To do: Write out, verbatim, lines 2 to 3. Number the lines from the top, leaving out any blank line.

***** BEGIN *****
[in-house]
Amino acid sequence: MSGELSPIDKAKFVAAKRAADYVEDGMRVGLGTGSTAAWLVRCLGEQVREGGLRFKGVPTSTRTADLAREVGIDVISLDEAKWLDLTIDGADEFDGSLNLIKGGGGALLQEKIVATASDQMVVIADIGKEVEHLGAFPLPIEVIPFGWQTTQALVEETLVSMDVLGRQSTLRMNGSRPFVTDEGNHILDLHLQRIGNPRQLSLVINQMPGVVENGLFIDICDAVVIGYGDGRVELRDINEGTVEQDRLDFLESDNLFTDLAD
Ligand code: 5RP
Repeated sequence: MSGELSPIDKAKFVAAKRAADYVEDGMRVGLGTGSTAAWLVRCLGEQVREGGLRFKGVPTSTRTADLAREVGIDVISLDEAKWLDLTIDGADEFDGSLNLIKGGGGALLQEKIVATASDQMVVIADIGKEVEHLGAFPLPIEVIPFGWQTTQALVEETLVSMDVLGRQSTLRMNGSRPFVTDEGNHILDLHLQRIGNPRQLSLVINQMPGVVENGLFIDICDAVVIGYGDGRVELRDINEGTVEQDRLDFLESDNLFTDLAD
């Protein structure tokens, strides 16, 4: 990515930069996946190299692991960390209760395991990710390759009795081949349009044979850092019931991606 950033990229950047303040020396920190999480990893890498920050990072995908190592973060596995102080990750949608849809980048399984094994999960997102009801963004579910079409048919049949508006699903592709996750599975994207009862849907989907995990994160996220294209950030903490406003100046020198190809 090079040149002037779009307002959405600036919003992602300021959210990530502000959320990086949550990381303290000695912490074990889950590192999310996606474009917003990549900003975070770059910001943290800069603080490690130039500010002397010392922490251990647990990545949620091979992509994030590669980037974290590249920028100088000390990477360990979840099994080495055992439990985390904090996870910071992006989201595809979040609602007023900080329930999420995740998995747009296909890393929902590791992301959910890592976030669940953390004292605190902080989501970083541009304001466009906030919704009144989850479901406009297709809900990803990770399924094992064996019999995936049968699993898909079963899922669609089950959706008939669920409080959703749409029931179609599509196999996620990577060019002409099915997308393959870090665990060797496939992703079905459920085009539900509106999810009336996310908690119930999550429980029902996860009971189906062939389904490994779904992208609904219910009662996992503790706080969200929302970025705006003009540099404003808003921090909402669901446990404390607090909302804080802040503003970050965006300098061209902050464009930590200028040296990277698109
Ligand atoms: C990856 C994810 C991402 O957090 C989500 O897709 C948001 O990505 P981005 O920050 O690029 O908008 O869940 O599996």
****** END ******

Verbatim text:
Amino acid sequence: MSGELSPIDKAKFVAAKRAADYVEDGMRVGLGTGSTAAWLVRCLGEQVREGGLRFKGVPTSTRTADLAREVGIDVISLDEAKWLDLTIDGADEFDGSLNLIKGGGGALLQEKIVATASDQMVVIADIGKEVEHLGAFPLPIEVIPFGWQTTQALVEETLVSMDVLGRQSTLRMNGSRPFVTDEGNHILDLHLQRIGNPRQLSLVINQMPGVVENGLFIDICDAVVIGYGDGRVELRDINEGTVEQDRLDFLESDNLFTDLAD
Ligand code: 5RP